Oh what a tangled web we weave when first we practice to deceive. Perhaps if reps at the David Zwirner Gallery in Chelsea had heeded this 19th century aphorism (that is often wrongly credited to Shakespeare), then Miami developer Craig Robins wouldn’t be facing a new legal battle.
While the facts of this case have yet to be confirmed as truth, as fans of Robbins’ visionary projects, we can’t help but feel a bit partial. Lincoln Road and Espanola Way are his hotspots that have been embraced by many a tourist throughout the years. And the trendiness of his burgeoning Design District revitalization is haute enough for VIP locals, favored celebrities, and mentions in the New York Times travel section, not to mention one of our favorite restaurant districts for 2010.
So back to the case at hand. Here’s what we know so far: Robins filed papers in Manhattan federal court alleging that David Zwirner Gallery breached a confidentiality agreement. What secrets did the gallery spill? According to Robins, the gallery told painter Marlene Dumas that Robins had sold off one of her 1994 works, “Reinhardt’s Daughter.” After finding out about the sale, Robins was blacklisted by Dumas from investing in any more of her works.
What did the gallery have to gain from such disloyalty? An in with the artist, who is favored with collectors and museums like MoMA. The thinking being that if they spill the beans, perhaps she would play favorites and sign an exclusive representation deal. The New York Post reports that after Robins learned of his blacklist status, he confronted the gallery, who immediately apologized and promised compensation in the form of future first picks of Dumas’ works, as well as removal from the list. When those promises did not come to pass, Robins opted for Uncle Sam’s opinion. A spokesperson for the gallery vehemently denies the charges and promises to come out swinging.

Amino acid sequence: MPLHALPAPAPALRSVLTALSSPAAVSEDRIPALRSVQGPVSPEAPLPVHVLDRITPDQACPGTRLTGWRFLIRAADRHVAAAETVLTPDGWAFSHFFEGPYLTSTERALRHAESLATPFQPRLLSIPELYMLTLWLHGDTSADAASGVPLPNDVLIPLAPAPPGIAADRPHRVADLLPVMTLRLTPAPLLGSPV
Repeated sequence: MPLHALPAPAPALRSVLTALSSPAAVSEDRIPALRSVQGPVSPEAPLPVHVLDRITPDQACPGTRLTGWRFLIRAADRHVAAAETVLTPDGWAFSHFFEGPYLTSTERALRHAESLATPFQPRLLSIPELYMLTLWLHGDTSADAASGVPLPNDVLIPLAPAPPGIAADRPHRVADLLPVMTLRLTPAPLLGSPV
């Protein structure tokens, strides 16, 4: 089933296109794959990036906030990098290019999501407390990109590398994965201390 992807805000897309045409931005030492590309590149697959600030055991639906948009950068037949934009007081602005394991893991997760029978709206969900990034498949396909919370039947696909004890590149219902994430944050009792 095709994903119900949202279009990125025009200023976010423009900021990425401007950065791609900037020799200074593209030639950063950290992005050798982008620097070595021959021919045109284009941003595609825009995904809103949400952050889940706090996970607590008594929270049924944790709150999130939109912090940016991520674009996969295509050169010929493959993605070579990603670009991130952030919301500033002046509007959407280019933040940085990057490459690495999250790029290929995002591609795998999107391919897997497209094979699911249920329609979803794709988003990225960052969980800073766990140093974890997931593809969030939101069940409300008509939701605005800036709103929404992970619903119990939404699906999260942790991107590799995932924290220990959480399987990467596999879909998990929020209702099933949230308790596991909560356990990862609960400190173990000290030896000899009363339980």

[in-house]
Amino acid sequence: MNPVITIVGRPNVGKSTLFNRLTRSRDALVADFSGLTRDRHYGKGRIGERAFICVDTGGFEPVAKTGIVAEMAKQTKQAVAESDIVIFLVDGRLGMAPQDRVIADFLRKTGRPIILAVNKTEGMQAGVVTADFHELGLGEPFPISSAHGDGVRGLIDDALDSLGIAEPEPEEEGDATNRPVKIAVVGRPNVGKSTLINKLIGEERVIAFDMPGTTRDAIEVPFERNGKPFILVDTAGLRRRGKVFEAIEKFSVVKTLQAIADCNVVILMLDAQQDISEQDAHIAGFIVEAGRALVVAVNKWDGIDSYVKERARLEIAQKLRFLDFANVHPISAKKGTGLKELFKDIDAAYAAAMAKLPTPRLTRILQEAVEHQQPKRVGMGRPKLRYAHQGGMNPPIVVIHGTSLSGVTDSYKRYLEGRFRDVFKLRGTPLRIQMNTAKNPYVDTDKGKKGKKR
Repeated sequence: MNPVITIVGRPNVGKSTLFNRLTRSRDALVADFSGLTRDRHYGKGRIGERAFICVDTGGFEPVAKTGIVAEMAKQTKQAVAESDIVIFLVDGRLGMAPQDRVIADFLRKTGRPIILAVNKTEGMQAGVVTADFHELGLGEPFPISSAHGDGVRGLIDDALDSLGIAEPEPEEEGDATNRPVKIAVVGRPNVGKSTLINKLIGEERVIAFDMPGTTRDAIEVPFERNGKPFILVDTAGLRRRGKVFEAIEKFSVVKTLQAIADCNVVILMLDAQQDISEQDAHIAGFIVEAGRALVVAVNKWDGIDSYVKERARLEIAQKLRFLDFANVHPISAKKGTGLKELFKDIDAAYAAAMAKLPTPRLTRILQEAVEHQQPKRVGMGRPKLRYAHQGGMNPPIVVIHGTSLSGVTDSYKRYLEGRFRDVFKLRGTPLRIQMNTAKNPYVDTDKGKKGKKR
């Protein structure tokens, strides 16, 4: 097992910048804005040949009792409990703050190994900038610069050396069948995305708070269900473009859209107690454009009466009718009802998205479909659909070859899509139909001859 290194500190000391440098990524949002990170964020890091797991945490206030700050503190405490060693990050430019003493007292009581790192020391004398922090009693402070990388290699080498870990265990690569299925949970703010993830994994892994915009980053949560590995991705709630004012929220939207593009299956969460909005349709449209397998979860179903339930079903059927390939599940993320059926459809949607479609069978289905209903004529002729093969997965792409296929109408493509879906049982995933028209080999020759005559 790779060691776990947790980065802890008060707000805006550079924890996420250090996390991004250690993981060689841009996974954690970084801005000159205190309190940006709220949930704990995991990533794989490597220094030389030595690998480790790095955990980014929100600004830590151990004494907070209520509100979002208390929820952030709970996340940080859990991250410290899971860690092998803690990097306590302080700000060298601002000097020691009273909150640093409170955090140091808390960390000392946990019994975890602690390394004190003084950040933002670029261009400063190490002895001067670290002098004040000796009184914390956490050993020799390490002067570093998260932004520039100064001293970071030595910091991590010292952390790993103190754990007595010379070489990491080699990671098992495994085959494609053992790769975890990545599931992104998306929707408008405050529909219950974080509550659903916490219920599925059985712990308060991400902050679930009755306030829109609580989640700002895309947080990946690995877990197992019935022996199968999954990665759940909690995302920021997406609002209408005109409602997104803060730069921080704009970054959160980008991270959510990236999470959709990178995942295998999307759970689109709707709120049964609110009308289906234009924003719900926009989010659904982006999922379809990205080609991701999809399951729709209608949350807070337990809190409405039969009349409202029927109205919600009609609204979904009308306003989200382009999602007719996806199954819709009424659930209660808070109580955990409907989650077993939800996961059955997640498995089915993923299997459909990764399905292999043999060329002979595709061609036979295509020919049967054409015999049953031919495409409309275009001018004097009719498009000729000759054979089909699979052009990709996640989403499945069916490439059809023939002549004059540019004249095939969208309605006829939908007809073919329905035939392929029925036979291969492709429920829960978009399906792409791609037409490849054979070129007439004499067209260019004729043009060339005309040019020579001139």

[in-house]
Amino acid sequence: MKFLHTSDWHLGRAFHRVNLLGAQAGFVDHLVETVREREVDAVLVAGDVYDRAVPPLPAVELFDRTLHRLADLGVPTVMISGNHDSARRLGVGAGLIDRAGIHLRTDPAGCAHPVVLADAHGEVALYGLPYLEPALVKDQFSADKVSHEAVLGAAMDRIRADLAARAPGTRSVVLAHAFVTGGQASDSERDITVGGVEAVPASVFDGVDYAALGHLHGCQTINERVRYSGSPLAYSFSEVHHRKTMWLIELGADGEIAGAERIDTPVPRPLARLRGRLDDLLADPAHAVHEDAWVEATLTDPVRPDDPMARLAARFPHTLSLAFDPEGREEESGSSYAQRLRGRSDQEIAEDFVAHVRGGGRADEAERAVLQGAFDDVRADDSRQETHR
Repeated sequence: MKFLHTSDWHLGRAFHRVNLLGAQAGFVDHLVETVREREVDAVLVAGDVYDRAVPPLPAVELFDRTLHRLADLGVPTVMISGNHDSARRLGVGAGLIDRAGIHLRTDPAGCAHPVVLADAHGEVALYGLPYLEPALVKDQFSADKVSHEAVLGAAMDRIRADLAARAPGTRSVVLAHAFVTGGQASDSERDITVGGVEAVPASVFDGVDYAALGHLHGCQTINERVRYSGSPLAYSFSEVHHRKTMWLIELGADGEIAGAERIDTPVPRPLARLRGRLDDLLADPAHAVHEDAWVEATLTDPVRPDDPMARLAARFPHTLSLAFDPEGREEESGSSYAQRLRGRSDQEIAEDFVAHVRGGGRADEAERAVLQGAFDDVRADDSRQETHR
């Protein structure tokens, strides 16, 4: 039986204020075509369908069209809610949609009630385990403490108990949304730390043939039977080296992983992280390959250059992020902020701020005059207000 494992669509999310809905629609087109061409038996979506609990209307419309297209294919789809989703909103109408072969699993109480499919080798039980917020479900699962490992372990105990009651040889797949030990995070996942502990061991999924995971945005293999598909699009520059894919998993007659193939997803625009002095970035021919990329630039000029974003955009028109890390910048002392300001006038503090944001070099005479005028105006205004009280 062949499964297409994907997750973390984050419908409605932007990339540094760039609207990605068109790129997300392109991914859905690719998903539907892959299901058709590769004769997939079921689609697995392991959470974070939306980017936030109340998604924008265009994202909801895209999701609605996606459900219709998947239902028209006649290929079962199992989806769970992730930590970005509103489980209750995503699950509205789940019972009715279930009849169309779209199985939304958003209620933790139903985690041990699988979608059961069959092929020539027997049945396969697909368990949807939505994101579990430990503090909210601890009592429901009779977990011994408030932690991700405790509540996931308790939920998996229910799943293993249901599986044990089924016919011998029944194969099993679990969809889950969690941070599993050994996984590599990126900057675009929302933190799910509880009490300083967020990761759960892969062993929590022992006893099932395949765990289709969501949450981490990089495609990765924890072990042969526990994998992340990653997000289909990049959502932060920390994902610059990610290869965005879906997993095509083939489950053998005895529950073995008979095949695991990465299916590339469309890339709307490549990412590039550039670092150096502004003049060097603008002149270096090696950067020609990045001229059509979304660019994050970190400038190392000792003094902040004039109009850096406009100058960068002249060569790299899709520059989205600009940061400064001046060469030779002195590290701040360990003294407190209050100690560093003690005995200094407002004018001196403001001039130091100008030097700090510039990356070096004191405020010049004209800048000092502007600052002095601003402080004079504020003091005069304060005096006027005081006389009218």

In addition to reinventing some of our favorite areas of the Magic City, Robins is also known around town as an avid art enthusiast. He is founder and chairman of the Anaphiel Foundation, a non-profit organization dedicated to supporting arts education, and sits on the Board of Trustees of the Miami Art Museum.
Source New York Post